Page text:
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Chicago, Ill., April 24, 1897.
To the Editor:
—German medical papers have recently published a number of articles on puerperal morbidity based on statistics of hospitals in Berlin, Dresden, Marburg and other cities. The value of these statistics is much lessened by the knowledge that the investigators had not worked on similar lines or according to uniform methods. Some quoted rectal temperatures; others used the axilla. There was not a complete agreement as to the physiologic limit of temperature, though most of the investigators properly considered any rise above 38 degrees C. as pathologic. It was further noticed that considerable variation in the percentage of puerperal fevers occurred in the tables based on the readings of the thermometer by nurses and on those by the physician. Koblanch of Berlin, took the axillary temperature of patients during the last seven months of the period of eight years for which his table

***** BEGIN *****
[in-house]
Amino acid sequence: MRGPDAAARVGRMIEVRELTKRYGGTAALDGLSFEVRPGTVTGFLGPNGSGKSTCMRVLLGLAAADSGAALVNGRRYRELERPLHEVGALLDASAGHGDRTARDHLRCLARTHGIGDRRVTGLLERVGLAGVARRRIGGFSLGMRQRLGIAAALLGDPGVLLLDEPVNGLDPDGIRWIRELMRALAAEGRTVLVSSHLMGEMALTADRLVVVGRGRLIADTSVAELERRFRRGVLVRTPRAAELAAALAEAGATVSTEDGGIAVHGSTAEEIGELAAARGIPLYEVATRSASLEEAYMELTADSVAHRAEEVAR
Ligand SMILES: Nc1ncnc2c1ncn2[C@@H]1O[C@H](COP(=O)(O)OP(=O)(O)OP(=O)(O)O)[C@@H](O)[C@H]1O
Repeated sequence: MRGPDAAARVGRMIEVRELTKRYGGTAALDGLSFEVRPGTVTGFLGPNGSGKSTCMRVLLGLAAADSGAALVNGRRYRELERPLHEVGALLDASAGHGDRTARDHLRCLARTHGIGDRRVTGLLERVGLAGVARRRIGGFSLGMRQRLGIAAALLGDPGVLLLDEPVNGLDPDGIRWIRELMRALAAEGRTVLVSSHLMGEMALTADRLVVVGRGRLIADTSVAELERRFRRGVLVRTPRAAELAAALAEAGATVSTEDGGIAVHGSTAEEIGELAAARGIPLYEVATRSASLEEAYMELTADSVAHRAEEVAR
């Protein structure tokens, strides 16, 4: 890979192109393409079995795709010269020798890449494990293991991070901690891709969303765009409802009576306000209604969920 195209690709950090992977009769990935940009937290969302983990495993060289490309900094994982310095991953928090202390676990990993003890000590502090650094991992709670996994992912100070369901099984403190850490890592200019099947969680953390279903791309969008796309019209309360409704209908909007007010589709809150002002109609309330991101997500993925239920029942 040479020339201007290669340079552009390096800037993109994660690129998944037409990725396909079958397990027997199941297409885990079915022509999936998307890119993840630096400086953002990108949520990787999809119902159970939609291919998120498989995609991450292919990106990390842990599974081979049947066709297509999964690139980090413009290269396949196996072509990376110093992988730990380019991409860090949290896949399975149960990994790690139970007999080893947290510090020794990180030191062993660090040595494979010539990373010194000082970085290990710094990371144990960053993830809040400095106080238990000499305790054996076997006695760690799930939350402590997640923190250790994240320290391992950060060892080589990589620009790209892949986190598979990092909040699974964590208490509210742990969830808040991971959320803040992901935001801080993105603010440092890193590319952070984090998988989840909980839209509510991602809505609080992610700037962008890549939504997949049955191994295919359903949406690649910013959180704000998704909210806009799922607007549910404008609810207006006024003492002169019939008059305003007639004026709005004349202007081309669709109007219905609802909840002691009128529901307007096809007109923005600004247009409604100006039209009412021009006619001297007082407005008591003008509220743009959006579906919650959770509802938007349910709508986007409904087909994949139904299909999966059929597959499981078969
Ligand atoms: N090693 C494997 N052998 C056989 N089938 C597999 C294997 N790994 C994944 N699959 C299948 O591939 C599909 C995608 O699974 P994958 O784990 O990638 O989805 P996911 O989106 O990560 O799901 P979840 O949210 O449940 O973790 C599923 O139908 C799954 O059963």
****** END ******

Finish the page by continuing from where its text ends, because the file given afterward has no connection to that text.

Doherty DJ. A Basis for Medical Statistics.. JAMA. 1897;XXVIII(18):853–854. doi:10.1001/jama.1897.02440180039013